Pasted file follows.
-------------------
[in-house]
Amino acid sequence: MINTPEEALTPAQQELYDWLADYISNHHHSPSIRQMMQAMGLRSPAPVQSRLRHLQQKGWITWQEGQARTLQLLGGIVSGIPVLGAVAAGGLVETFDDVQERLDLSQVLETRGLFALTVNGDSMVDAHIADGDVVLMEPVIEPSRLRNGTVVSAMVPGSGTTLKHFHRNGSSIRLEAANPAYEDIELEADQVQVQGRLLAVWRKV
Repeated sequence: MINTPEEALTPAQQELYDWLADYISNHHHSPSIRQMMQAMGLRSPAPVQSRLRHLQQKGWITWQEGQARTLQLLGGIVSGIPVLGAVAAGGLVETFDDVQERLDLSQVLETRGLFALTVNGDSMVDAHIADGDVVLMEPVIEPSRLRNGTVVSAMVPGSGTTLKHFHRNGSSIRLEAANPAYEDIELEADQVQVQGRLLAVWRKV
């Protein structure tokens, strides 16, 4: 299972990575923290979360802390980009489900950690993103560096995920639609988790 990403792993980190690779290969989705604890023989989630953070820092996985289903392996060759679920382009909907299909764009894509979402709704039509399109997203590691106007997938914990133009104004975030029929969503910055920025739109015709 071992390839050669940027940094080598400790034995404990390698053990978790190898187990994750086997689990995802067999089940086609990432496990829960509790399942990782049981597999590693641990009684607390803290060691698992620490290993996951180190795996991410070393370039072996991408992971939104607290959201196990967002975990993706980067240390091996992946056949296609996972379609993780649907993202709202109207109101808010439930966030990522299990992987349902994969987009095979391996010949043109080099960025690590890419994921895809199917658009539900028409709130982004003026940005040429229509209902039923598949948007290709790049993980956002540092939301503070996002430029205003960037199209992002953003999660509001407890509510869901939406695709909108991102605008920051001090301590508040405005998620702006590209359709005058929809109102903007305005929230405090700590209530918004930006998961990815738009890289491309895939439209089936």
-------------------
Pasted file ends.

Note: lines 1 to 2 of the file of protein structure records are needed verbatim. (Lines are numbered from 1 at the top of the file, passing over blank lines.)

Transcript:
[in-house]
Amino acid sequence: MINTPEEALTPAQQELYDWLADYISNHHHSPSIRQMMQAMGLRSPAPVQSRLRHLQQKGWITWQEGQARTLQLLGGIVSGIPVLGAVAAGGLVETFDDVQERLDLSQVLETRGLFALTVNGDSMVDAHIADGDVVLMEPVIEPSRLRNGTVVSAMVPGSGTTLKHFHRNGSSIRLEAANPAYEDIELEADQVQVQGRLLAVWRKV